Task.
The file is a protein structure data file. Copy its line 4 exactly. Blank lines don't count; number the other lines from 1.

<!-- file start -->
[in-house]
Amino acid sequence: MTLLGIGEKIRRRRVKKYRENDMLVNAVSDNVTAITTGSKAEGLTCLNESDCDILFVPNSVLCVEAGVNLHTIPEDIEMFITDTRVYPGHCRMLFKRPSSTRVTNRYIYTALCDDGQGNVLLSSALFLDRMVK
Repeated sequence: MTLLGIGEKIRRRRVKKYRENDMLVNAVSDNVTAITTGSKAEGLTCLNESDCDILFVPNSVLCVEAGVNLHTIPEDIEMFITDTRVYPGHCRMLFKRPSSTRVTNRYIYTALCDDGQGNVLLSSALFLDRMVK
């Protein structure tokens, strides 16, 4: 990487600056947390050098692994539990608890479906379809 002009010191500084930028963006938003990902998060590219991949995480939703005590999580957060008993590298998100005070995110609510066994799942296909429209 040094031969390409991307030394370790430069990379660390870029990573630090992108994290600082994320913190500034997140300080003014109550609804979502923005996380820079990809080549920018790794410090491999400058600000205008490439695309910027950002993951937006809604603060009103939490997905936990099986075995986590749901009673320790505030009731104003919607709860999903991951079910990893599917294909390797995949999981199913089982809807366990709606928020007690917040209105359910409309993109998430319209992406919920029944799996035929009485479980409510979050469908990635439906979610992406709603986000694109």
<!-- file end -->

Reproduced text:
């Protein structure tokens, strides 16, 4: 990487600056947390050098692994539990608890479906379809 002009010191500084930028963006938003990902998060590219991949995480939703005590999580957060008993590298998100005070995110609510066994799942296909429209 040094031969390409991307030394370790430069990379660390870029990573630090992108994290600082994320913190500034997140300080003014109550609804979502923005996380820079990809080549920018790794410090491999400058600000205008490439695309910027950002993951937006809604603060009103939490997905936990099986075995986590749901009673320790505030009731104003919607709860999903991951079910990893599917294909390797995949999981199913089982809807366990709606928020007690917040209105359910409309993109998430319209992406919920029944799996035929009485479980409510979050469908990635439906979610992406709603986000694109």